I started off the day as I usually do, with a walk out to the du Pont Telescope, but since I slept in a bit I was taking this walk later than I normally do. I was lucky enough to see some guanacos!
Okay, but to the business of the day -- moving PFS from the clean room.
|PFS, ready to get buttoned up and moved!|
First we had to put the side panel back on. Here is Emilio helping to take off the straps after we aligned the side panel and put all the screws in around the outside of the panel.
This time I took a time lapse of the process of loading the instrument onto the truck. I mostly stayed out of the way but you can see me come in towards the end to help raise the instrument to turn the wheels, then lower it again.
And after another harrowing walk, this time up the hill, we made it safe and sound. Again, super big props to the LCO staff. They are making our science possible!
Putting the instrument on the telescope is in itself not trivial, let alone moving it up the hill first! We lift the instrument up to the dome platform from the ground level using an elevator, on which we have to take off most of the side railings to accommodate the instrument. Once the elevator is aligned with the nasmyth platform, it is rolled off onto the platform, where we plug in the electronics, glycol feed, and ethernet cables. We also install our custom telescope guider cover plate that narrows the light beam right into our instrument, and in that path we put a baffle and a filter that cuts off some of the red light that, for our purposes, we aren't that interested in. Then we gently maneuver the instrument so it is lined up exactly with three spherolinder mount plates, in which we place spherolinder blocks. The blocks align with holes in the bottom of the instrument cart, and we lower the instrument so that its weight is mostly supported by these blocks, rather than the wheels of the cart. That is a slightly simplified version of the procedure, which is detailed here, and the whole thing takes about an hour if all goes well.
Above: You can see the three spherolinder blocks in their mounts, two in the foreground and one in the background. Below: Close-up of pre-slit assembly, with guider camera and glycol feed plugged in at the top. Here to the right is our guider cover plate (big round thing with handles), and the baffle and filter in between the two (little round connectors).
After we got the instrument installed, we spent the rest of the afternoon making sure the GUI was working, calibrating the slit positions, and examining images to convince ourselves we were good with all the settings/positions of the CCD and grating.
Our first frame of real data at the telescope! See, it says "GUANACO WORKSTATION".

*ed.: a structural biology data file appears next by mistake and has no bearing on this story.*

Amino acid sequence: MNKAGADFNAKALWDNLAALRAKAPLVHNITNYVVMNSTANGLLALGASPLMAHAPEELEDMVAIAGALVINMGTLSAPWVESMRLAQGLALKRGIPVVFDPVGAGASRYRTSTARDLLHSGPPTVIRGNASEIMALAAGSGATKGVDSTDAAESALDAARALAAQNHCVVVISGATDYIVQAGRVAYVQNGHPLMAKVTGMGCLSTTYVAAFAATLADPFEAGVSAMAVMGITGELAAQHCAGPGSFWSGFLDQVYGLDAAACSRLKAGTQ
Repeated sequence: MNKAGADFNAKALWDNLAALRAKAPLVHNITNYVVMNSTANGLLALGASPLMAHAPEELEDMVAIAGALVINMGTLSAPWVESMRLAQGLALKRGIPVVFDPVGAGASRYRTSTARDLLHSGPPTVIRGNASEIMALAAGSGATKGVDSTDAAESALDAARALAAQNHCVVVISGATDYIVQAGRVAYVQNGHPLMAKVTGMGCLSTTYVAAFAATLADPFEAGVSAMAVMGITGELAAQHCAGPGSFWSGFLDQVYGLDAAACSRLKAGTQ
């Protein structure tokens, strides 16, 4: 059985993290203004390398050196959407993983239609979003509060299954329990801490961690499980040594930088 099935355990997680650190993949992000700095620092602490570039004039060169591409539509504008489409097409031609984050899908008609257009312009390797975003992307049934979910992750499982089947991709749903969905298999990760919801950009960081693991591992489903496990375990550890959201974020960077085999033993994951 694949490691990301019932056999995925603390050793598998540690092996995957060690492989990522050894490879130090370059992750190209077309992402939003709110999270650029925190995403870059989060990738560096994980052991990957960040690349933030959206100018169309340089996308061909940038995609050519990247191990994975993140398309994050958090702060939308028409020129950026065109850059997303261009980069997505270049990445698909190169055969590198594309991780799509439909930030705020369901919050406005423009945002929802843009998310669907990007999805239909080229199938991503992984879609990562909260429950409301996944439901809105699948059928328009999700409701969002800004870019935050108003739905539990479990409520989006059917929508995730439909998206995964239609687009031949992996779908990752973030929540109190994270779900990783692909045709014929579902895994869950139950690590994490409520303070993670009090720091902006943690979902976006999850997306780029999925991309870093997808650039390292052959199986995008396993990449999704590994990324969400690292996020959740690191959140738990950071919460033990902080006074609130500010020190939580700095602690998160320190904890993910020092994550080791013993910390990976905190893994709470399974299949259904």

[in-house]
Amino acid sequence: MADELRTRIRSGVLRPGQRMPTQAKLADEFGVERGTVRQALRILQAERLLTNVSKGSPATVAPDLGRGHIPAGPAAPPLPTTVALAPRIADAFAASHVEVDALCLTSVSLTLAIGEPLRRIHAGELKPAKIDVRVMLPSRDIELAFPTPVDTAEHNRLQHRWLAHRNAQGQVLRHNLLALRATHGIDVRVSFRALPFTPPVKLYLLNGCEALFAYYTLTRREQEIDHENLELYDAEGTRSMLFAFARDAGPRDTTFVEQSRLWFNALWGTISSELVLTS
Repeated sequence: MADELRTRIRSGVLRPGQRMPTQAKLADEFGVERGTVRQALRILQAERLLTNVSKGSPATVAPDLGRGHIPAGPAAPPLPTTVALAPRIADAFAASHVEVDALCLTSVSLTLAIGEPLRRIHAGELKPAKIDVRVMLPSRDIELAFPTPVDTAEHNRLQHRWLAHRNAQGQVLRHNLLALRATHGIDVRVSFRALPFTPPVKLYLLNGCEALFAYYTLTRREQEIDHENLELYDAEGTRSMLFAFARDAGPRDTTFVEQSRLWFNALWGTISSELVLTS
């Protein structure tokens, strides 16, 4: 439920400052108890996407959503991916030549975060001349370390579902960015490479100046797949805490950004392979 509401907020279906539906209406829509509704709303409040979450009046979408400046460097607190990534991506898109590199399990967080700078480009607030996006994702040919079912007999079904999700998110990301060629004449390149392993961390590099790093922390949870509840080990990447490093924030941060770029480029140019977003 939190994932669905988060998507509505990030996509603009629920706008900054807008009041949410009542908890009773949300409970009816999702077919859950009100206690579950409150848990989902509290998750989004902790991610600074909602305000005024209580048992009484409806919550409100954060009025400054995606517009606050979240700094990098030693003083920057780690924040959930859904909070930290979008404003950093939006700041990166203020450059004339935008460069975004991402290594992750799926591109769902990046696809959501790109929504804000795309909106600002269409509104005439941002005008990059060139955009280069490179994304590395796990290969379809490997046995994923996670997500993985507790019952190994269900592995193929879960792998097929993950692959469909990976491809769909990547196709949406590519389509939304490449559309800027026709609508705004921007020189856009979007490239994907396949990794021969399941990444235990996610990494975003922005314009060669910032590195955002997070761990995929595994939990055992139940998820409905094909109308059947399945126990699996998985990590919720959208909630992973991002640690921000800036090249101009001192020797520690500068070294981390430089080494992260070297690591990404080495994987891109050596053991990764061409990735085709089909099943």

However, upon this examination, Steve decided he did not like how we had positioned the blaze on the detector, and he wanted to move the grating by a little bit. So, after dinner, with the instrument on the platform, we took off the side panel closest to the grating -- eeps! -- and took off the back end of the grating can to tilt it a bit more in one direction. This also meant we had to break the vacuum inside the grating can, so we'll have to pump that down later, meaning we'll have to move the instrument a bit on the platform to be able to fit the vacuum pump close to the grating valve. Phew! But we made Steve happy, that's what counts.
Above: Side panel of instrument floating in the air in the dome. Don't worry, we put it on the ground, we did not leave it hanging in mid-air. Below: Grating adjusted to get the blaze in the Steve-approved position, see right monitor, plot with a bell-shaped curve.
Before we replace the side panel (we've been using a black piece of cardboard to keep it relatively dark), we want to take a stellar spectrum to verify the positioning of the light in the spectral direction. That is, do we get our coveted Ca II H&K lines in the blue and the Halpha line in the red? If so, which I suspect is the case, then we are good to go!
I'll report back tomorrow, but for now I'll leave you with some glamour shots...by which I mean in black and white.
Steve examining the electronics box as we wait for the transport truck.
Jeff and his instrument, waiting on the truck for some straps to hold it down.
Christoph, me, Steve, and Jeff, after PFS was closed up and we were waiting to move it up to the telescope.
UPDATE: 20:37 local time WE JUST GOT OUR FIRST STELLAR SPECTRUM with the new instrument! You can see vignetting at the bottom because we took out the filter as an experiment, but those photons are from a star.